Strategy is about the creation and allocation of resources to the right place in the right way at the right time over time. It’s about choices. It’s about accepting failure as an option and asking “what if?” Most understand that the “right place” where to play choice is every bit as important as the “right way” how to win choice. Many get the “right time over time” choice wrong. This is what has gotten Exxon into trouble.
Moving from your current reality to a new, desired destination requires projects and programs that actually move you in that direction supported by the capabilities needed to deliver those projects and programs.
Here’s the rub. If you focus too much on running the projects and programs (path I) you get ahead of your capabilities and can’t deliver them. If you focus too much on building capabilities (path III) you run out of cash. The art of strategic timing is stepping up your capabilities ahead of program delivery requirements – but not too far ahead. more>
Posted in Business, Education, How to, Leadership, Technology
Tagged Business improvement, Leadership, Organization, Planning, Resource allocation, Strategic mistakes, Technology
The Tyranny of Metrics, Author: Jerry Z Muller.
By Jerry Z Muller – More and more companies, government agencies, educational institutions and philanthropic organisations are today in the grip of a new phenomenon. I’ve termed it ‘metric fixation’.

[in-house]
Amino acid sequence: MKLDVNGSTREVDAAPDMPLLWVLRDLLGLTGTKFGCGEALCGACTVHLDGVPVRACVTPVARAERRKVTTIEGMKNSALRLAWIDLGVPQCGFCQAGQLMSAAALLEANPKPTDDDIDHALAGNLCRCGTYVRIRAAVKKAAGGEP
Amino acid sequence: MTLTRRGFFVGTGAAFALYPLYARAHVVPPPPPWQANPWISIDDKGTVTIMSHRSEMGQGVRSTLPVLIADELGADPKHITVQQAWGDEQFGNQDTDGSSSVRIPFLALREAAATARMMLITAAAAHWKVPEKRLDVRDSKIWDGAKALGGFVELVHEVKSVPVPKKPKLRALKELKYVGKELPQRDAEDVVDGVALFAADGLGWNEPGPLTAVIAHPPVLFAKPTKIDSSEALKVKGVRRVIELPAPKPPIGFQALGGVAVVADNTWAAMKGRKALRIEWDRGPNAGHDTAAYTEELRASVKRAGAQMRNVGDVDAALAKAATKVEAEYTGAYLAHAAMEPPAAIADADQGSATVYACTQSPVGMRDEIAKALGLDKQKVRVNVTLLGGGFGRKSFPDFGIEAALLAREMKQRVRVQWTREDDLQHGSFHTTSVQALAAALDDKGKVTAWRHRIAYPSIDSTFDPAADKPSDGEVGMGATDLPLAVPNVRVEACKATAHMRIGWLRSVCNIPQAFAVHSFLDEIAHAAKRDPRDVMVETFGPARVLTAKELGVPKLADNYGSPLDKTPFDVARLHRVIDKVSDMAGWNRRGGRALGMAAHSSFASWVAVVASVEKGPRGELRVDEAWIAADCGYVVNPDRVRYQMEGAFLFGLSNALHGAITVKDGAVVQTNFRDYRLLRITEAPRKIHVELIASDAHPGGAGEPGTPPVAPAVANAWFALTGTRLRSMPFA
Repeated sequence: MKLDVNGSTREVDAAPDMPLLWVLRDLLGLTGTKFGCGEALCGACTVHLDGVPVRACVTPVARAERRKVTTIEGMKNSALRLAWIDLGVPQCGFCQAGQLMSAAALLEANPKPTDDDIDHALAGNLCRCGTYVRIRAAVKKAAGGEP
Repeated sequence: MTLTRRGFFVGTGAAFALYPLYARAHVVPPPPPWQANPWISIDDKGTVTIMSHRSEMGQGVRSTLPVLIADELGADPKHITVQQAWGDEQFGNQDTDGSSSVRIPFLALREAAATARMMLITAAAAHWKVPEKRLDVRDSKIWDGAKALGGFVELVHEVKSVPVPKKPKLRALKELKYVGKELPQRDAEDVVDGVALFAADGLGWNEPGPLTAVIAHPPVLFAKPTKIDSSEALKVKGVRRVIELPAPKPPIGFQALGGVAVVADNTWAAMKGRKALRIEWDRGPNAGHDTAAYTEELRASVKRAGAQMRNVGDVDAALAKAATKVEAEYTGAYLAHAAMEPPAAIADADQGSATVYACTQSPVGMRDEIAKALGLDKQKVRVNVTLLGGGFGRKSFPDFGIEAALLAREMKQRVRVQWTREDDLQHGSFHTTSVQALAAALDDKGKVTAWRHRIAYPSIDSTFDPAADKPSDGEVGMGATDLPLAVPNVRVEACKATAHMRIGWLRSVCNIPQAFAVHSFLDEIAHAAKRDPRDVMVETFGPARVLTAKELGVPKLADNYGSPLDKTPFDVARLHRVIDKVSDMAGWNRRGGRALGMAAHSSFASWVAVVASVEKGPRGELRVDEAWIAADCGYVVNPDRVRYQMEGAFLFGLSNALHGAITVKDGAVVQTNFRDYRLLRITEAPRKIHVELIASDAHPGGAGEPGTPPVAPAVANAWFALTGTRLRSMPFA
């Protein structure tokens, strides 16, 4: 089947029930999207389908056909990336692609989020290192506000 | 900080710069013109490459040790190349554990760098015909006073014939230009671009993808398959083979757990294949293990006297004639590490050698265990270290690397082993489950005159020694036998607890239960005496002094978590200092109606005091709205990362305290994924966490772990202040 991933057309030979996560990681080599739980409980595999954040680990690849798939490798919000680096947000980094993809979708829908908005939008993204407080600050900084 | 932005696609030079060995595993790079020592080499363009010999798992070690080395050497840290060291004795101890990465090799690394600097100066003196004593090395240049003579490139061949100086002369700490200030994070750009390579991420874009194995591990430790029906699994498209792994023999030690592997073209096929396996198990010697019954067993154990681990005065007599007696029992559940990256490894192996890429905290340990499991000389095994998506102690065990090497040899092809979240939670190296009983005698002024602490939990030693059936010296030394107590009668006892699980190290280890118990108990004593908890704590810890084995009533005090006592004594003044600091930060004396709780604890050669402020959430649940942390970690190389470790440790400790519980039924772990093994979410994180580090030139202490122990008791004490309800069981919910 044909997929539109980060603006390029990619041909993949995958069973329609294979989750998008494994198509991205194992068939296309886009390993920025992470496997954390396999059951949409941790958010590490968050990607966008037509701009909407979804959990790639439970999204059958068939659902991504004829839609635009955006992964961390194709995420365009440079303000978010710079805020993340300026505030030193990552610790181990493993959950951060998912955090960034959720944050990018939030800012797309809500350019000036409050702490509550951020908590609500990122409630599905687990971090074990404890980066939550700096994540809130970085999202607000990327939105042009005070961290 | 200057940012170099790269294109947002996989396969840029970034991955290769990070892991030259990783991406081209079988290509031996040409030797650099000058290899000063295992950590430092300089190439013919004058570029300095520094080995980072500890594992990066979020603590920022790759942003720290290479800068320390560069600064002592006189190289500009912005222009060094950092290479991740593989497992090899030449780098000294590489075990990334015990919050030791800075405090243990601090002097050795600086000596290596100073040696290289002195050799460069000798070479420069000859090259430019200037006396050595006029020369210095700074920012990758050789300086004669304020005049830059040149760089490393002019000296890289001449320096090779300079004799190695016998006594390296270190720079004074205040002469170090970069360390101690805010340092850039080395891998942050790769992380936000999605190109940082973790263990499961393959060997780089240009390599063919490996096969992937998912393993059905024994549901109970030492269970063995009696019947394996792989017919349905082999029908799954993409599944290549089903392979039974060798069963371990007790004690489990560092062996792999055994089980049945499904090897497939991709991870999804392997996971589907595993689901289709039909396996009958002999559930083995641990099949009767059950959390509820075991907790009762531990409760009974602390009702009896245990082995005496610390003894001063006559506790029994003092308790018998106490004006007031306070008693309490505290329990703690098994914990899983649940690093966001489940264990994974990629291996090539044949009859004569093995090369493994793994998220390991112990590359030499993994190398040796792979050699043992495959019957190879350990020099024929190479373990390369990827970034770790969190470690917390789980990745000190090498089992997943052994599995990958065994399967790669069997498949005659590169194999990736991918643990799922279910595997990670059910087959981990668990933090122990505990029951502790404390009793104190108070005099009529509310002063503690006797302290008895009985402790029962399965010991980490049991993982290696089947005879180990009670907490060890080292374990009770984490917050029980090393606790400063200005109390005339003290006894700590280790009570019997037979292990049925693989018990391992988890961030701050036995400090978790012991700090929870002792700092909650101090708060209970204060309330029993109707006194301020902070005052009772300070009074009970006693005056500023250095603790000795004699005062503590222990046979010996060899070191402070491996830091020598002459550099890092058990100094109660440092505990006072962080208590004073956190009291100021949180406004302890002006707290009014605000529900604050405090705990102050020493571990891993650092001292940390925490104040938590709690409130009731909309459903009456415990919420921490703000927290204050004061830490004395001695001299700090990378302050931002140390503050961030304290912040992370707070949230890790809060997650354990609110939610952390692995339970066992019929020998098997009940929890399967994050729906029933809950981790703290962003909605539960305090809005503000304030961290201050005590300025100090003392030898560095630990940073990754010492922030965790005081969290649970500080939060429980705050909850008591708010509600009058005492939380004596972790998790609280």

The key components of metric fixation are the belief that it is possible – and desirable – to replace professional judgment (acquired through personal experience and talent) with numerical indicators of comparative performance based upon standardized data (metrics); and that the best way to motivate people within these organizations is by attaching rewards and penalties to their measured performance.
The rewards can be monetary, in the form of pay for performance, say, or reputational, in the form of college rankings, hospital ratings, surgical report cards and so on. But the most dramatic negative effect of metric fixation is its propensity to incentivize gaming: that is, encouraging professionals to maximize the metrics in ways that are at odds with the larger purpose of the organization. more>
Posted in Book review, Business, Economic development, Economy, Education, Leadership
Tagged Business improvement, culture, Jobs, Leadership, Organization, Performance management
By Ron Bates – Regardless of your role—from building stakeholder relationships to securing a desired agreement or commitment—we all need to be able to get others to support, approve, or act—based on our ideas.
So how do you get more people to support, approve, and act on your ideas?
It starts with understanding the perception gap you’re trying to close. The only reason someone is going to support, approve, or act on your idea is that they perceive it in a favorable light. What changes someone’s perception? They learn something new.
How often do we consider the other person’s perception and perspective when we attempt to communicate our ideas, insights, or observations? How often do we anticipate the conversation, questions, and objections? Do we practice articulating our message—prior to any conversation?